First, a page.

Publication Communication / Public - Southeast Asia Independent Media in Myanmar Since the Military Coup

Nine months after the elected government was overthrown, free and independent media is almost non-existent





Nwet Kay Khine,


November 2021

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Journalists take cover during a flash mob protest against the military coup near Sule Pagoda in central Yangon, Myanmar, 6 May 2021. Photo: picture alliance / NurPhoto | Myat Thu Kyaw

The resilience of Myanmar’s military regime since 1962 has largely been attributable to its institutional capacity to maintain control over repressive and ideological state apparatus (ISA). Since the coup of 1 February 2021, military leaders have been employing the usual tactics of fusing repressive and ideological state apparatus to suppress the social movement. Authoritarian survival in Myanmar has always been possible through the inherited legal and policy tools — tools which have never guaranteed an independent check on power nor the defence of human rights.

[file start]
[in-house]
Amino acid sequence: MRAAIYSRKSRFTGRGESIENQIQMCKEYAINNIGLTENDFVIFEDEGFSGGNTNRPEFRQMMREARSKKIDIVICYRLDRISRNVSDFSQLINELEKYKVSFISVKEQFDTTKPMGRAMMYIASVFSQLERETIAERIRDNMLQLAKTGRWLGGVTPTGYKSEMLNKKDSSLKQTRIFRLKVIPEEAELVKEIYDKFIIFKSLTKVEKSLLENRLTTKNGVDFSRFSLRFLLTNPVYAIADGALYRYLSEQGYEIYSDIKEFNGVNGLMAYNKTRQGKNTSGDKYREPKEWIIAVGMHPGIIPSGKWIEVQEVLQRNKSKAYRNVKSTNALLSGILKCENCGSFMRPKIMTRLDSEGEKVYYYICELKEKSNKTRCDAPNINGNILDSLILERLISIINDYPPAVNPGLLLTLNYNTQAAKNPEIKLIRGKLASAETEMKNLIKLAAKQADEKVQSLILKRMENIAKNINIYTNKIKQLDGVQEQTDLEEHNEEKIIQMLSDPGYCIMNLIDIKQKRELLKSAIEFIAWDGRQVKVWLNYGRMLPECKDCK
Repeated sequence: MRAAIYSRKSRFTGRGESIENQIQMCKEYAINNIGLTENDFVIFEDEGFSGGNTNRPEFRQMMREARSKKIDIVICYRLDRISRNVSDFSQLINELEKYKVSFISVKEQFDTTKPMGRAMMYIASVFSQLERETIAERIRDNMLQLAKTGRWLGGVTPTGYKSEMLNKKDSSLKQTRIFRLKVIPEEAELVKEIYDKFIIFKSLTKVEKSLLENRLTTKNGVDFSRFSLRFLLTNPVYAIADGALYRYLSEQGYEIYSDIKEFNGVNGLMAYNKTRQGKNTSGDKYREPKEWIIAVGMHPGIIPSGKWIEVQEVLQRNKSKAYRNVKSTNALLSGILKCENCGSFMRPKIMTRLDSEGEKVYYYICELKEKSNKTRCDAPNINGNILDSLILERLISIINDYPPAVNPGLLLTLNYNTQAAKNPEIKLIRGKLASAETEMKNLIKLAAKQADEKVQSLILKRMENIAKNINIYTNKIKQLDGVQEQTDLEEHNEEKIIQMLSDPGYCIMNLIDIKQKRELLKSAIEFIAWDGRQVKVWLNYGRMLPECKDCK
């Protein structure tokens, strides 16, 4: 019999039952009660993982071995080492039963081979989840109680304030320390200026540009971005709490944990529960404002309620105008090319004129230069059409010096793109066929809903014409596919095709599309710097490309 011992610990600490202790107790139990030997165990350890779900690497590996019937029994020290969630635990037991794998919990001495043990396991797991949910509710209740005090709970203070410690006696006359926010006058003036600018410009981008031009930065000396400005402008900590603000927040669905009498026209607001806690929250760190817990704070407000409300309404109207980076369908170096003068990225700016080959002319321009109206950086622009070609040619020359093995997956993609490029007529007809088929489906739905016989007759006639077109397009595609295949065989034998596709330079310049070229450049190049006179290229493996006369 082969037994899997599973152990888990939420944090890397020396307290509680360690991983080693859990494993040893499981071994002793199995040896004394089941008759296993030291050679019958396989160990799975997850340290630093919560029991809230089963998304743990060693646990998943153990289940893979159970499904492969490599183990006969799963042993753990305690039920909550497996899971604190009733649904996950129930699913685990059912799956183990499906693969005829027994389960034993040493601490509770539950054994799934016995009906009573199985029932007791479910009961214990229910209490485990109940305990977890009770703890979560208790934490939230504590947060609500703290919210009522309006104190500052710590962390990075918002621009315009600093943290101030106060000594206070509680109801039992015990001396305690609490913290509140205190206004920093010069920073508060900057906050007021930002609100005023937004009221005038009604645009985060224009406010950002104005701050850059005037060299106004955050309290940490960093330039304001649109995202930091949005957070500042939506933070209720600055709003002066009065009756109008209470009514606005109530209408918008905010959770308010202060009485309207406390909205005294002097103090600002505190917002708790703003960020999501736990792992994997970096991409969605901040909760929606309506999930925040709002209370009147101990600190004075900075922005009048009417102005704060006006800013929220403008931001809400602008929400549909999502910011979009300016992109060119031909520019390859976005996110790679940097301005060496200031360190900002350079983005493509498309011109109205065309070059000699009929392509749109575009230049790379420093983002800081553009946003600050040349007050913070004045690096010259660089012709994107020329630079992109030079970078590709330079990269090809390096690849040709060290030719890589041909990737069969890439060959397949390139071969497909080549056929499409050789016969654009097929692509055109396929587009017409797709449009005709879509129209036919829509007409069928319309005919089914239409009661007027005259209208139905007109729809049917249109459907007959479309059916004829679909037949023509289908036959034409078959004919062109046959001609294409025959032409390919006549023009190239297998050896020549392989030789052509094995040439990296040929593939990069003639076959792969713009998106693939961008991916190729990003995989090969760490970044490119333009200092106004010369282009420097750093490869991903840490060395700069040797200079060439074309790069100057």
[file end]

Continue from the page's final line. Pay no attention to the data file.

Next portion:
Nwet Kay Khine is a post-doctoral fellow in the International Research Group on Authoritarianism and Counter-Strategies sponsored by the Rosa Luxemburg Foundation.

This paper argues that an insufficient willingness for media reform under the two previous governments has led to the institutional defect that undermines media resilience in the post-coup political crisis. Despite the people of Myanmar being able to enjoy advancements in communication technology that have provided an enabling environment for the flow of revolutionary ideas, the existing hegemony of the state in the media sector has almost eliminated independent and free media organizations.

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